The most important thing I learned is that the higher and lower parts of the brain are like estranged siblings; they're related but don't talk to each other. That's why reasoning my way out of a panic attack or elevating anxiety doesn't work. However, I can use my higher brain function to control my breathing which will help regulate my heart rate, signaling my fight-flight-freeze response to stand down.
Of course, it's not that simple. That's when the other items in my toolkit come in handy, for when I feel panic or anxiety.
Toolkit for Mitigating Panic and Anxiety
- Concentrate on controlled breathing. Here are two types of controlled breathing I use:
- Candle breathing is a slow intake of breath through the nose followed by a slow—you don't want to blow out the candle—exhale through the mouth.
- The physiological sigh begins with a slow intake of breath through the nose. Nearing the end of the inhalation, take another quick breath, then exhale slowly through the mouth.
- Listen to bilateral music.
- Listening with headphones, the music's volume rhythmically increases and decreases in alternating ears, which can be calming. (Warning: while this music works for me, bilateral music should be experimented with to determine if it's right for you.)
- Stimulate the vagus nerve. "What Is Vagus Nerve Stimulation for Bipolar Depression?" explains the vagus nerve far better than I could. Here's one method my therapist taught me on how to stimulate the vagus nerve:
- Put your finger in the hollow above the ridge just above the ear canal. Don't press too hard. Be sure to move the skin of your ear as you gently massage inside the hollow in a circular motion. You may feel some physiological changes. You may sigh or yawn or not. It's all good.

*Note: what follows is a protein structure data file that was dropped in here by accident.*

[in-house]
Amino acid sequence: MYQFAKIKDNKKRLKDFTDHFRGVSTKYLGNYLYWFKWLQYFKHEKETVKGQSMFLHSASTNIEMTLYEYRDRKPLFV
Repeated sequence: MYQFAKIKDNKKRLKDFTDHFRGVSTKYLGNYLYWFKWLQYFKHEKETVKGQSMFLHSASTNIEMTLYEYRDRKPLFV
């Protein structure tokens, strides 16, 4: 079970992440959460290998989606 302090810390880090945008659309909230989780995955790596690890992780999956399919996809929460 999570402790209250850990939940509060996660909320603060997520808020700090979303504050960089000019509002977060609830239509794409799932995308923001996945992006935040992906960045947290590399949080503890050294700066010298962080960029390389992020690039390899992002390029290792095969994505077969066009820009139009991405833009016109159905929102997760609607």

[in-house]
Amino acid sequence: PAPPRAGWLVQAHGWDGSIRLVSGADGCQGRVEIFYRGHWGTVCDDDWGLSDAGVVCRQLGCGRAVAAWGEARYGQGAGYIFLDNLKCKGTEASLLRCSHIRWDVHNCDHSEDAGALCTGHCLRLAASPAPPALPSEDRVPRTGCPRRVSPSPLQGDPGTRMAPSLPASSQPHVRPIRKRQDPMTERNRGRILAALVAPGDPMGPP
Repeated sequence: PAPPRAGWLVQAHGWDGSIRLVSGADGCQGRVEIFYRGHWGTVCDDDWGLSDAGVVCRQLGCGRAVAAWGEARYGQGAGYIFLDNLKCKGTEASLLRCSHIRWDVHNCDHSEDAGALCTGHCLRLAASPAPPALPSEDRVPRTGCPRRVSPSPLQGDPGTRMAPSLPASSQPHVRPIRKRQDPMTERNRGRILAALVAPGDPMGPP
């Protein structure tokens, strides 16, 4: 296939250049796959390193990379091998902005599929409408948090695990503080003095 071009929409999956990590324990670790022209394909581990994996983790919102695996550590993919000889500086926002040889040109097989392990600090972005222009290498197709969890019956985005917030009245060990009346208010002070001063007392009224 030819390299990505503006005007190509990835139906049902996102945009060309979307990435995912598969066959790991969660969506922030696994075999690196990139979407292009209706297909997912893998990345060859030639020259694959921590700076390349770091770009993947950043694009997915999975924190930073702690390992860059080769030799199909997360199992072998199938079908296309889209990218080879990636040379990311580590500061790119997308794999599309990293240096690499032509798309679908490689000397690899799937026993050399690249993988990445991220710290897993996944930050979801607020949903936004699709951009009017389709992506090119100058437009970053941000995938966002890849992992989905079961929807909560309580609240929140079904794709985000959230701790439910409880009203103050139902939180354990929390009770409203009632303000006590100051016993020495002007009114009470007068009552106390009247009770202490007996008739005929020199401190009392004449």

- Take medication.
- As a last resort, and with a reminder to myself and others that there is no shame in it, I can take the medication prescribed for this purpose. It helps balance me if I'm in a state of panic or anxiety where all other calming measures have failed.
I believe that proactive preparation before revisiting the place where my traumatic event occurred is vital to my continued recovery and overall success. I've learned a lot in the year since I started trauma therapy. Taking stock of what I've learned and reminding myself that I have new skills will help mitigate panic and anxiety before, during, and even after revisiting the place that changed my life. I've worked hard to get to where I'm going. Along with my other affirmations, I've added a new one: "I can do this."
Scott, L. (2022, August 24). Mitigating Panic and Anxiety to Revisit a Place of Trauma, HealthyPlace. Retrieved on 2024, February 28 from https://www.healthyplace.com/blogs/anxiety-schmanxiety/2022/8/mitigating-panic-and-anxiety-to-revisit-a-place-of-trauma
Author: Liana M. Scott
You can, and will, do it ❤️
Fascinating journey of exploring new ideas and building broader awareness. Thank you!
I'm glad you think so, Janet. From a certain perspective, it has been fascinating. Thanks for commenting.